Nigeria grabs age cheats by the wrists
The decision by Nigeria to test their under-17 players to eliminate age cheats is the first step in ridding African soccer of a long-standing blight.
Nigeria Football Federation president Sani Lulu Abdallah has said this week his organisation will take the unprecedented step of measuring the bone density of players by use of an MRI scan, usually done around the wrist area, to approximate whether they are roughly the right age or not.
They will start before Nigeria put an under-17 side together for their hosting of the world championships later this year.
It has long been suspected that past sides (and Nigeria have won three World under-17 Championships) have had age cheats but Nigeria is among the first associations to have shown any willingness to try to tackle the issue.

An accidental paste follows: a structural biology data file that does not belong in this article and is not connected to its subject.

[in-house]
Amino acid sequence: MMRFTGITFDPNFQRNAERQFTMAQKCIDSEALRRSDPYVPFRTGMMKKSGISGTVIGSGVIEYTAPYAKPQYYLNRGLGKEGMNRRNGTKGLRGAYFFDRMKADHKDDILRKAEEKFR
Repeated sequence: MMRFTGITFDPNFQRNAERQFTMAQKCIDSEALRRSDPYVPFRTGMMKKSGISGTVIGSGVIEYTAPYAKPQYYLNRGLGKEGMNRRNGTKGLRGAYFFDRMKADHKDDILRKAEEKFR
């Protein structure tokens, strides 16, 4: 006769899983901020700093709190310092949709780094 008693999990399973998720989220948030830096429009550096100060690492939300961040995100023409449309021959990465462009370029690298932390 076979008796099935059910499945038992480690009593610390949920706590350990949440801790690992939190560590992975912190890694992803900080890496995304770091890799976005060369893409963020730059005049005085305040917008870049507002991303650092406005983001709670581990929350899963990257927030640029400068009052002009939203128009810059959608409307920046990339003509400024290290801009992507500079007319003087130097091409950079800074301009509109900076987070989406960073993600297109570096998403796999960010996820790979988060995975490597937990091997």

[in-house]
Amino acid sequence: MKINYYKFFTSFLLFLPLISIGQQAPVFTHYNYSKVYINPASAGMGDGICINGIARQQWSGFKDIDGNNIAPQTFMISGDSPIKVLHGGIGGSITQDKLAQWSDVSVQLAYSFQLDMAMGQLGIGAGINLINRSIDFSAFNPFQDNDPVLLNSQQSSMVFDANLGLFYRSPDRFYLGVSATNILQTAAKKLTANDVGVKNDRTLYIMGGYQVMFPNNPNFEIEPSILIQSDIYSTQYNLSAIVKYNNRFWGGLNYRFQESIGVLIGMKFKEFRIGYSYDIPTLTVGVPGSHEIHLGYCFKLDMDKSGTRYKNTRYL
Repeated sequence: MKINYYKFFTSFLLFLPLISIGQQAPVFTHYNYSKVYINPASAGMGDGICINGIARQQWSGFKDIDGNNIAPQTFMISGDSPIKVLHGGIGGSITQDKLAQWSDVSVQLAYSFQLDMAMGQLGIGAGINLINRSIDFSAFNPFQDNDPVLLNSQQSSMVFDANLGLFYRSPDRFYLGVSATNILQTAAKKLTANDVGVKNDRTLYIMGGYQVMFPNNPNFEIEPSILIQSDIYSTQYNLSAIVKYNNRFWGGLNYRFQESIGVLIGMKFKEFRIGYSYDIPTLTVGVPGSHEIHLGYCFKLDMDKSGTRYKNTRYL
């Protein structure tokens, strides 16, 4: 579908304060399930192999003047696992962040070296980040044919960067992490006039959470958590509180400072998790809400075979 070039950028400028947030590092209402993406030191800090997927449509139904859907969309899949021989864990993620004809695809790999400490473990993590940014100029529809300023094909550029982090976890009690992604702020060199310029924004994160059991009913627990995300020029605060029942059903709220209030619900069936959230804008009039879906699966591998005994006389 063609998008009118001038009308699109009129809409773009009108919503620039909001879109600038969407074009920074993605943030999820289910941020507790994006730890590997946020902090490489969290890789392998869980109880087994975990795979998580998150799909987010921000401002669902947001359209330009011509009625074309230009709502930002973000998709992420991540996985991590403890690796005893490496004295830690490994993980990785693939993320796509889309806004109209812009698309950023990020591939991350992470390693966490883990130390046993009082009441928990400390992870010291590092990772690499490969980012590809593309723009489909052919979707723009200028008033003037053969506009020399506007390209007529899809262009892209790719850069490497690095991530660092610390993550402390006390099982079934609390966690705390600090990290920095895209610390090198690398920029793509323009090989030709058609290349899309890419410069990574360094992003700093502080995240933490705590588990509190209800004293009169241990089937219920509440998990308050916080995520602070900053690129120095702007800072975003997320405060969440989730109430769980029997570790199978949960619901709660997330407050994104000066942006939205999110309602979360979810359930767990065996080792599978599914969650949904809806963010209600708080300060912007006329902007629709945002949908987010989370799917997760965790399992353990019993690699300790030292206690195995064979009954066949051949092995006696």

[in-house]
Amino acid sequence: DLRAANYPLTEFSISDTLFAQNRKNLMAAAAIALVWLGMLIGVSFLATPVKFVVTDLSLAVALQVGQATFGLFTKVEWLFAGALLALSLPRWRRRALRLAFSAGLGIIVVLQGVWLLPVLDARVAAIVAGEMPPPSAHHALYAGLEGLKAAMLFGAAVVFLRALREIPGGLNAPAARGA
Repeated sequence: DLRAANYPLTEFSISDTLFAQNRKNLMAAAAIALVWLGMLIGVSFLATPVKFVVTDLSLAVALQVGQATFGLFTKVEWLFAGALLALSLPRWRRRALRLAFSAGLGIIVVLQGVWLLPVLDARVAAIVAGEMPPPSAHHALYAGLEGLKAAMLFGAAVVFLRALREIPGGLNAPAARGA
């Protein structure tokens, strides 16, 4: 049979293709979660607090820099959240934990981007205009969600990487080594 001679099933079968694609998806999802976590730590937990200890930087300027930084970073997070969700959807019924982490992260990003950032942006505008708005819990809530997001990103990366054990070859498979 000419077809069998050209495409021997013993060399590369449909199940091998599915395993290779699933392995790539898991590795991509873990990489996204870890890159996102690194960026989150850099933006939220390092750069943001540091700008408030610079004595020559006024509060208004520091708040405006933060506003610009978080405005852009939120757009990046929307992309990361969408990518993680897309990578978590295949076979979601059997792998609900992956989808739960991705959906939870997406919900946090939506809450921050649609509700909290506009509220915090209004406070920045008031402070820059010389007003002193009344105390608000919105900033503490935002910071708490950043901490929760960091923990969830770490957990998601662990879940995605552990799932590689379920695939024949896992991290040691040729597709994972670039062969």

There have been past admissions of cheating, almost all of them long after the fact, while some teams have been caught trying to change the date of birth of players, who had been previously registered for other competitions.
Similar scans to those proposed by Nigeria have not been implemented because they are not 100 percent accurate. But FIFA’s own findings have attached a 90 percent credibility to the tests…certainly much more credibility than the World Junior Championship will enjoy if age cheats go unchecked.
PHOTO: FIFA president Sepp Blatter, keen to root out age cheats, in Seoul Sept. 9, 2007. Blatter visited Seoul to watch the final between Spain and Nigeria at the FIFA U-17 World Cup. REUTERS/Jo Yong-Hak